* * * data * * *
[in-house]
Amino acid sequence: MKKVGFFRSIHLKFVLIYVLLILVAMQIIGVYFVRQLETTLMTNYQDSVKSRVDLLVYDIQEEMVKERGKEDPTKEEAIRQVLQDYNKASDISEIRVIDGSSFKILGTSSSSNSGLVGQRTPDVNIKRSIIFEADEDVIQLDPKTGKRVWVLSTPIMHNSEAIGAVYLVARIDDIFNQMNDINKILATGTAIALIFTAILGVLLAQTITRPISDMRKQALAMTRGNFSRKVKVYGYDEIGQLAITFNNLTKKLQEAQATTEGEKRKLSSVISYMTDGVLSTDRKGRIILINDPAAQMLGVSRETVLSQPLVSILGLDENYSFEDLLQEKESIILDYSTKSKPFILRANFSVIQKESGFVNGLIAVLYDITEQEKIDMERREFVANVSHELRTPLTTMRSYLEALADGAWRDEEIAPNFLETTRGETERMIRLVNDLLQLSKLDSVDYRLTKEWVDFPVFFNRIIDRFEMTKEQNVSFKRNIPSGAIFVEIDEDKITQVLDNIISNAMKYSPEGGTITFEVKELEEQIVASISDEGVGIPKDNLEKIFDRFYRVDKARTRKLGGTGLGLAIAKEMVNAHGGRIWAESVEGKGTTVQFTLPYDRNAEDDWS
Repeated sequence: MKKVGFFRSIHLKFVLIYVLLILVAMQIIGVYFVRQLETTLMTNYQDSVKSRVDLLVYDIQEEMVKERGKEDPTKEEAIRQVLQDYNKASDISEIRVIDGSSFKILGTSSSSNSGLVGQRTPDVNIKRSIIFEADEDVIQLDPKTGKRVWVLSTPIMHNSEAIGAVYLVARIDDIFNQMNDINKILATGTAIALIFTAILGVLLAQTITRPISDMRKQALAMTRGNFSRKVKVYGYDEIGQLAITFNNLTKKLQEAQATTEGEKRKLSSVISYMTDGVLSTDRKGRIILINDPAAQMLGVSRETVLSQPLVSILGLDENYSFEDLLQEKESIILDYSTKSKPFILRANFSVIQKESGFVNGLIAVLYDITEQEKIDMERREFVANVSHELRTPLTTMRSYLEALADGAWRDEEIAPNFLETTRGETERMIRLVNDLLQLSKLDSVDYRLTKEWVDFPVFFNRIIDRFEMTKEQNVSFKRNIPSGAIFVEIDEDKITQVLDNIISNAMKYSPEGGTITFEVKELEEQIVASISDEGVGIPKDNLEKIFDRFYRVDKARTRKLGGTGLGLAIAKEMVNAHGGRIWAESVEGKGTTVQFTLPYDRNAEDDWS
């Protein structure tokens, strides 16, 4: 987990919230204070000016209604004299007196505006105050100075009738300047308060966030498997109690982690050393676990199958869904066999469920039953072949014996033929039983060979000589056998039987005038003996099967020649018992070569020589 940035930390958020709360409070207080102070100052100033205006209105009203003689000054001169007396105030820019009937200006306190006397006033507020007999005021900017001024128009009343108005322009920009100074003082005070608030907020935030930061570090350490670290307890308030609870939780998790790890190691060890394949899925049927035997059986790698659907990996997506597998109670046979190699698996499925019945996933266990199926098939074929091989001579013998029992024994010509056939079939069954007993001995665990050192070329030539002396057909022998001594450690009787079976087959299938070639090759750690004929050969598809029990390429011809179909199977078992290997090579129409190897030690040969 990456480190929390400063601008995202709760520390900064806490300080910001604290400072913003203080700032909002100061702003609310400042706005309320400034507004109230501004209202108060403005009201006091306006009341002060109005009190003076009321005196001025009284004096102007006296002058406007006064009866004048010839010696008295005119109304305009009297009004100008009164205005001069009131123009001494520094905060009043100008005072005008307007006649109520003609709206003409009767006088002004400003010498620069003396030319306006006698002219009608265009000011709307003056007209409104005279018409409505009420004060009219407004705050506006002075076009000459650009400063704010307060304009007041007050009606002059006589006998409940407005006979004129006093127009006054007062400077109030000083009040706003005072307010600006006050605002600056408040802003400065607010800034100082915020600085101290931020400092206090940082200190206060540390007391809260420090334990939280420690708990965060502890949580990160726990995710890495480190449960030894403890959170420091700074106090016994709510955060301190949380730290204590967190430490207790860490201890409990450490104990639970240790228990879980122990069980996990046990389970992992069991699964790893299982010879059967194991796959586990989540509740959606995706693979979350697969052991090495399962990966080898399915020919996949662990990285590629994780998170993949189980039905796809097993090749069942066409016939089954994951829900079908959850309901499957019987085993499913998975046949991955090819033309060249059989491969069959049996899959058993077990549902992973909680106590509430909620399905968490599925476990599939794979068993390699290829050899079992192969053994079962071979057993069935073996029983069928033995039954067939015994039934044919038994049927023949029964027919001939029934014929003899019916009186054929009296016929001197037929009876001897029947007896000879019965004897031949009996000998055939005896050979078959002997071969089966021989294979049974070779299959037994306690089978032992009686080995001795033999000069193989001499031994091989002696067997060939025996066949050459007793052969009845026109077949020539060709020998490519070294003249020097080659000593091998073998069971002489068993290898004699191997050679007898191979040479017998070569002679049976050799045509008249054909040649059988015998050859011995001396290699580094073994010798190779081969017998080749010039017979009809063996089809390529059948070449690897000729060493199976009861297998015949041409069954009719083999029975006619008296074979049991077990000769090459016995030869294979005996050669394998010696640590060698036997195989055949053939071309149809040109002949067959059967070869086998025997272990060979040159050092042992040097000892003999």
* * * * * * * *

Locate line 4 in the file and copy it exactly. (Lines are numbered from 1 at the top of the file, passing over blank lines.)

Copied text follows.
């Protein structure tokens, strides 16, 4: 987990919230204070000016209604004299007196505006105050100075009738300047308060966030498997109690982690050393676990199958869904066999469920039953072949014996033929039983060979000589056998039987005038003996099967020649018992070569020589 940035930390958020709360409070207080102070100052100033205006209105009203003689000054001169007396105030820019009937200006306190006397006033507020007999005021900017001024128009009343108005322009920009100074003082005070608030907020935030930061570090350490670290307890308030609870939780998790790890190691060890394949899925049927035997059986790698659907990996997506597998109670046979190699698996499925019945996933266990199926098939074929091989001579013998029992024994010509056939079939069954007993001995665990050192070329030539002396057909022998001594450690009787079976087959299938070639090759750690004929050969598809029990390429011809179909199977078992290997090579129409190897030690040969 990456480190929390400063601008995202709760520390900064806490300080910001604290400072913003203080700032909002100061702003609310400042706005309320400034507004109230501004209202108060403005009201006091306006009341002060109005009190003076009321005196001025009284004096102007006296002058406007006064009866004048010839010696008295005119109304305009009297009004100008009164205005001069009131123009001494520094905060009043100008005072005008307007006649109520003609709206003409009767006088002004400003010498620069003396030319306006006698002219009608265009000011709307003056007209409104005279018409409505009420004060009219407004705050506006002075076009000459650009400063704010307060304009007041007050009606002059006589006998409940407005006979004129006093127009006054007062400077109030000083009040706003005072307010600006006050605002600056408040802003400065607010800034100082915020600085101290931020400092206090940082200190206060540390007391809260420090334990939280420690708990965060502890949580990160726990995710890495480190449960030894403890959170420091700074106090016994709510955060301190949380730290204590967190430490207790860490201890409990450490104990639970240790228990879980122990069980996990046990389970992992069991699964790893299982010879059967194991796959586990989540509740959606995706693979979350697969052991090495399962990966080898399915020919996949662990990285590629994780998170993949189980039905796809097993090749069942066409016939089954994951829900079908959850309901499957019987085993499913998975046949991955090819033309060249059989491969069959049996899959058993077990549902992973909680106590509430909620399905968490599925476990599939794979068993390699290829050899079992192969053994079962071979057993069935073996029983069928033995039954067939015994039934044919038994049927023949029964027919001939029934014929003899019916009186054929009296016929001197037929009876001897029947007896000879019965004897031949009996000998055939005896050979078959002997071969089966021989294979049974070779299959037994306690089978032992009686080995001795033999000069193989001499031994091989002696067997060939025996066949050459007793052969009845026109077949020539060709020998490519070294003249020097080659000593091998073998069971002489068993290898004699191997050679007898191979040479017998070569002679049976050799045509008249054909040649059988015998050859011995001396290699580094073994010798190779081969017998080749010039017979009809063996089809390529059948070449690897000729060493199976009861297998015949041409069954009719083999029975006619008296074979049991077990000769090459016995030869294979005996050669394998010696640590060698036997195989055949053939071309149809040109002949067959059967070869086998025997272990060979040159050092042992040097000892003999």